Release date: 17th February 2017/Watch the trailer here
John Wick is a testament to the power of word of mouth: a 2014 action film with a modest budget, it passed the majority of people by when it first opened in cinemas, yet managed to become a cult classic seemingly overnight; so much so, in fact, that Chapter 2 has succeeded in surpassing its predecessor’s entire box office gross in just eight days.
Thankfully for fans of Keanu Reeves’ eponymous ex-hitman – who came out of retirement in the first film to seek revenge on the men who stole his car and killed his dog – the sequel is not only bigger, but quite possibly better. In Chapter 2, John Wick may have a new four-legged friend, but he’s still unable to shake his ties to the criminal underworld that he was once a part of. He is paid a visit by Italian crime lord Santino D’Antonio (Riccardo Scamarcio), who comes to John wanting him to repay a debt. It was D’Antonio who helped John with the ‘impossible task’ of his retirement, and in doing so John swore a blood oath via a ‘Marker’, a medallion which represents an unbreakable contract.
The real joy of John Wick comes from the world that the first film created and the second film builds upon; a world in which hitmen have their own hotels, bars, clubs, tailors, and even a currency; and a world in which there are just two rules: no killing on Continental ground, and all Markers must be honoured. It is this unbreakable rule that sees John coming out of retirement once more, venturing to Rome to carry out the favour that he owes D’Antonio, where the wonderfully ridiculous world of John Wick is expanded even further.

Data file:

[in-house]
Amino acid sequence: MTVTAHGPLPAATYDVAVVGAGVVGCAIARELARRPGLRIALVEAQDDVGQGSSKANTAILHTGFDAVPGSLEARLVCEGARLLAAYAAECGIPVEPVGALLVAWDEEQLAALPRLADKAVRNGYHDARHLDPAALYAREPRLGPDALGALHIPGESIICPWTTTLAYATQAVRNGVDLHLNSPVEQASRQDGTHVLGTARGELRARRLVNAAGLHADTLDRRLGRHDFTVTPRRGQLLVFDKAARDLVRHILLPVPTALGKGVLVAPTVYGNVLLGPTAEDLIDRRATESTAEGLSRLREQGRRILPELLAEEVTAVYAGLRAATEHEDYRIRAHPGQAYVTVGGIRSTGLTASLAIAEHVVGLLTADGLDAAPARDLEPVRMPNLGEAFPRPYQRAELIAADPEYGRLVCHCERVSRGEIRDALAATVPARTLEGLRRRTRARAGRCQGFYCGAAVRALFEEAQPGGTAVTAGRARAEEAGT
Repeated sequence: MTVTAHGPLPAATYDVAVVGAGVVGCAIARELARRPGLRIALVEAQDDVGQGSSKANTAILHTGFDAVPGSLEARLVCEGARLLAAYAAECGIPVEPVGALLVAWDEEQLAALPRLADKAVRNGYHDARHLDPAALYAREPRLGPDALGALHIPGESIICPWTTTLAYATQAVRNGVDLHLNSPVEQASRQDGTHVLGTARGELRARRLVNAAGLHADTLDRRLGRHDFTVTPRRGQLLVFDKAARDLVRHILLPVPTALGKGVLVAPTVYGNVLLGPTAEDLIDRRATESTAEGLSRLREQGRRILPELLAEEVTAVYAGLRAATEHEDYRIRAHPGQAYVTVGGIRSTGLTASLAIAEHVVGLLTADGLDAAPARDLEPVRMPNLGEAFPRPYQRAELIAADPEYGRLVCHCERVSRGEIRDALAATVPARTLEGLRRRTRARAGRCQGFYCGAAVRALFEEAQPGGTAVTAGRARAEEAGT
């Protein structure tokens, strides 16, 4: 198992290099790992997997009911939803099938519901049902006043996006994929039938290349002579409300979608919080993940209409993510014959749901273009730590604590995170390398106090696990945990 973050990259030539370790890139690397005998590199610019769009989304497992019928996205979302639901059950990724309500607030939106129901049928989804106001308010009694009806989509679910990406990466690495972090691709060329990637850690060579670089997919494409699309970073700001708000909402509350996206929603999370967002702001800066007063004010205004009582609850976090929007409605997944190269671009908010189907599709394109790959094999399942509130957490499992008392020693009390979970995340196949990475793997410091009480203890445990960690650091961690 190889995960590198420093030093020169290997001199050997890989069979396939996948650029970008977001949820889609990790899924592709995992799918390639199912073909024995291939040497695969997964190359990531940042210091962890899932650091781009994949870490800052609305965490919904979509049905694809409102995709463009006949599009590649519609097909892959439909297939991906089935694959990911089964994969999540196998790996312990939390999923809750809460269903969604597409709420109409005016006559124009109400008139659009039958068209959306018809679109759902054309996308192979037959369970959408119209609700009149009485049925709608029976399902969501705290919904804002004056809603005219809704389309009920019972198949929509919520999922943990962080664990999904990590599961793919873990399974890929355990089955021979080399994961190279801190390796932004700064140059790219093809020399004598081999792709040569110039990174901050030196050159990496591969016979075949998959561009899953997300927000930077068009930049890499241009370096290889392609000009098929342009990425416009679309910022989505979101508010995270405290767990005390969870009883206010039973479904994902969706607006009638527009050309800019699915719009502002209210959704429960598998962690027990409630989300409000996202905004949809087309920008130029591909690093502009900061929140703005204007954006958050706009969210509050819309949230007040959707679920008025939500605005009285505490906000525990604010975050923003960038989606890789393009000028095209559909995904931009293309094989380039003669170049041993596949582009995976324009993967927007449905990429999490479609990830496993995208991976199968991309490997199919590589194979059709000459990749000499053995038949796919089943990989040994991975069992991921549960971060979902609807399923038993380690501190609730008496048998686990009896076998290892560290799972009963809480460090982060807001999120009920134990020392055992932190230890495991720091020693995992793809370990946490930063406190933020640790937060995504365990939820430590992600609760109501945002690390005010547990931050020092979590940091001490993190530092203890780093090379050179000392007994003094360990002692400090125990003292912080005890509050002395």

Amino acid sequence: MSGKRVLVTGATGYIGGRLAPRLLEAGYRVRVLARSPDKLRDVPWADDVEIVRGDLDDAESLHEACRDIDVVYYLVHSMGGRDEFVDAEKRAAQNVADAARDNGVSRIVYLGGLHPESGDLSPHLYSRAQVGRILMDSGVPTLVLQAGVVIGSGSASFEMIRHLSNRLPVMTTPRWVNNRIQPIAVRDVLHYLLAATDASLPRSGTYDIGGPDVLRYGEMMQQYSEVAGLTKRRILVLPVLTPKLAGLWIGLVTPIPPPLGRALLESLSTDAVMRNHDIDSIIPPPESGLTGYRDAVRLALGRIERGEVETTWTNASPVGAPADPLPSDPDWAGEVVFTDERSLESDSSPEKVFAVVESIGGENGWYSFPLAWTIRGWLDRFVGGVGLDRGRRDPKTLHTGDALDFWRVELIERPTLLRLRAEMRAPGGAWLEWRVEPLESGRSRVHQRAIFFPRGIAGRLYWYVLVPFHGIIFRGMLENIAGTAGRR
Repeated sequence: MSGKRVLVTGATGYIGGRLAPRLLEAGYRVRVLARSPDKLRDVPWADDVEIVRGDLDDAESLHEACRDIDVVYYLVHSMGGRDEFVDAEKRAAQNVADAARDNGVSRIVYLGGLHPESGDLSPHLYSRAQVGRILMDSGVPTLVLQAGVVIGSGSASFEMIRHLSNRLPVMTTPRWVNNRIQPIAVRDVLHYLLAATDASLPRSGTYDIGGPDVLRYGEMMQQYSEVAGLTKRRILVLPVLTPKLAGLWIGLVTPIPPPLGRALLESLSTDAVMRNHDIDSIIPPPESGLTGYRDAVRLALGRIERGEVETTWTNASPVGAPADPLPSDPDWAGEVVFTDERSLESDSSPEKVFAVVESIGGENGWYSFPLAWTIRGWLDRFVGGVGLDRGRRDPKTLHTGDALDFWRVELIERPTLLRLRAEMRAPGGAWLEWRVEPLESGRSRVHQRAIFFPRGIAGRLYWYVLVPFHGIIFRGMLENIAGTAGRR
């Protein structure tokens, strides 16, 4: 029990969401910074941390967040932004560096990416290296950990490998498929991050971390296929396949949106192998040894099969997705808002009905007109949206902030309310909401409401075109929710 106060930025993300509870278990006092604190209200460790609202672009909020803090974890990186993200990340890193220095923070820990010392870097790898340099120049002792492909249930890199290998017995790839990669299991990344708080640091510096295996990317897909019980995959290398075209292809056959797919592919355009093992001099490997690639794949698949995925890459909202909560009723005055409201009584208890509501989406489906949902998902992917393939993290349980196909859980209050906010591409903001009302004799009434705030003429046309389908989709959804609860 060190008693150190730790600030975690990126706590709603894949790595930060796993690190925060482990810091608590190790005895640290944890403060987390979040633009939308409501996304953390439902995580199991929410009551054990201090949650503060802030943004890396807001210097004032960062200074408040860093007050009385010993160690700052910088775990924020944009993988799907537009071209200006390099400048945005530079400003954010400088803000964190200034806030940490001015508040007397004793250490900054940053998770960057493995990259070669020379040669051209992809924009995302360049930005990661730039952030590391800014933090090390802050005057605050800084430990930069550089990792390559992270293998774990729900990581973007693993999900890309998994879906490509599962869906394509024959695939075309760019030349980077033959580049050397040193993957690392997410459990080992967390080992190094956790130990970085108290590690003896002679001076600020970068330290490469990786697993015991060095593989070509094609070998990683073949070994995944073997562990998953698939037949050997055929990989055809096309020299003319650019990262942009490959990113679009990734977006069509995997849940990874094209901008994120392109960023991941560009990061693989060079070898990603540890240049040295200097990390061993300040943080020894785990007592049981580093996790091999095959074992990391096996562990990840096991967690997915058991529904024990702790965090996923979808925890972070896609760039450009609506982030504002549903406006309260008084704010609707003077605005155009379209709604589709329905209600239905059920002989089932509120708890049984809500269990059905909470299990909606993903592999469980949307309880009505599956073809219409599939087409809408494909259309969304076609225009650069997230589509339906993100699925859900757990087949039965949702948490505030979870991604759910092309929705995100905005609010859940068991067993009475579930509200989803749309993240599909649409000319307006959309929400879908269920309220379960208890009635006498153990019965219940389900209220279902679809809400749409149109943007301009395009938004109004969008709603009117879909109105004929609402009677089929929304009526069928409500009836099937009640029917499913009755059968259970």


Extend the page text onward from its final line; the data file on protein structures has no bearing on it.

As is fitting for a film about a secret society of trained killers, the rest of the real fun of John Wick lies in its action and violence, which is frequent without ever feeling gratuitous. Perhaps it’s because each and every one of the film’s many action set pieces and individual fights are so meticulously well-choreographed to the point of being almost elegant. A frenetic fight scene bathed in the neon lights of an outdoor concert kicks off the proceedings, but each fight takes in an inspired new location: from the catacombs of Rome, to a subway train knife brawl, a dizzying hall of mirrors, and the most inappropriate use of a pencil since The Dark Knight; John Wick is always the very furthest thing from dull.
It’s evident that director Chad Stahelski – the former Matrix stuntman who has returned for directing duties from the first instalment – knows exactly what works for John Wick, since the film very rarely hits an off note. Chapter 2 is relentless without ever overstaying its welcome, prevented from becoming mind-numbing in its brutality by the intrigue of the richly developed world it also has to offer.
A third and final chapter in the John Wick saga is alluded to, and while it can’t come soon enough, it will certainly have some big, bruising, bloody shoes to fill.